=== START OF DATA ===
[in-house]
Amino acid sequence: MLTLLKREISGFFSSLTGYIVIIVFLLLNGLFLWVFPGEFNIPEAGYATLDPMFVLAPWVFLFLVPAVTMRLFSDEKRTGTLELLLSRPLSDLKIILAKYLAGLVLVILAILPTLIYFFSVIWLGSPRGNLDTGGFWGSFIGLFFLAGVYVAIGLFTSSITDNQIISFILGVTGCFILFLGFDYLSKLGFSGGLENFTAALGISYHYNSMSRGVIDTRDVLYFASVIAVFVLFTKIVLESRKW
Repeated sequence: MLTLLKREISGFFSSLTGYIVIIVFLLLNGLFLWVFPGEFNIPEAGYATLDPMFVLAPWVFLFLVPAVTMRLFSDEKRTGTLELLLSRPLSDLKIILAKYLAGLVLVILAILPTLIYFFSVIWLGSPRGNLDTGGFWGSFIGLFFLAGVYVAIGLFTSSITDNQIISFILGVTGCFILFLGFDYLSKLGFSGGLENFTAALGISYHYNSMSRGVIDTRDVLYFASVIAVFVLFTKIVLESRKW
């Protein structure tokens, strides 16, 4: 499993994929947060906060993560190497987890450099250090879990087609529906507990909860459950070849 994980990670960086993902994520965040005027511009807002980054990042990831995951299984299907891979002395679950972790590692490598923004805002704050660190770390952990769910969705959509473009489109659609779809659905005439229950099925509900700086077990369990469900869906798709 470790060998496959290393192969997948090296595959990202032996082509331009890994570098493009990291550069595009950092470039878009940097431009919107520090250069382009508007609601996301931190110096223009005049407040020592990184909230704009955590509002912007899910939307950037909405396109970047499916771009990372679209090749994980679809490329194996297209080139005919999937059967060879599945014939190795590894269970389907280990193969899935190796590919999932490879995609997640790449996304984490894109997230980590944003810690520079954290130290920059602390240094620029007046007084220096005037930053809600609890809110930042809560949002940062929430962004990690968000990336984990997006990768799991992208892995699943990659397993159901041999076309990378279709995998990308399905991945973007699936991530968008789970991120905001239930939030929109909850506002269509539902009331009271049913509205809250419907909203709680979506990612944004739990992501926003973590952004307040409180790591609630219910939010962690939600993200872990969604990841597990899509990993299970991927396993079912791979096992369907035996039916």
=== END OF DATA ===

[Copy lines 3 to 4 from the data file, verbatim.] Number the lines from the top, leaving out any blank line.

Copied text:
Repeated sequence: MLTLLKREISGFFSSLTGYIVIIVFLLLNGLFLWVFPGEFNIPEAGYATLDPMFVLAPWVFLFLVPAVTMRLFSDEKRTGTLELLLSRPLSDLKIILAKYLAGLVLVILAILPTLIYFFSVIWLGSPRGNLDTGGFWGSFIGLFFLAGVYVAIGLFTSSITDNQIISFILGVTGCFILFLGFDYLSKLGFSGGLENFTAALGISYHYNSMSRGVIDTRDVLYFASVIAVFVLFTKIVLESRKW
């Protein structure tokens, strides 16, 4: 499993994929947060906060993560190497987890450099250090879990087609529906507990909860459950070849 994980990670960086993902994520965040005027511009807002980054990042990831995951299984299907891979002395679950972790590692490598923004805002704050660190770390952990769910969705959509473009489109659609779809659905005439229950099925509900700086077990369990469900869906798709 470790060998496959290393192969997948090296595959990202032996082509331009890994570098493009990291550069595009950092470039878009940097431009919107520090250069382009508007609601996301931190110096223009005049407040020592990184909230704009955590509002912007899910939307950037909405396109970047499916771009990372679209090749994980679809490329194996297209080139005919999937059967060879599945014939190795590894269970389907280990193969899935190796590919999932490879995609997640790449996304984490894109997230980590944003810690520079954290130290920059602390240094620029007046007084220096005037930053809600609890809110930042809560949002940062929430962004990690968000990336984990997006990768799991992208892995699943990659397993159901041999076309990378279709995998990308399905991945973007699936991530968008789970991120905001239930939030929109909850506002269509539902009331009271049913509205809250419907909203709680979506990612944004739990992501926003973590952004307040409180790591609630219910939010962690939600993200872990969604990841597990899509990993299970991927396993079912791979096992369907035996039916």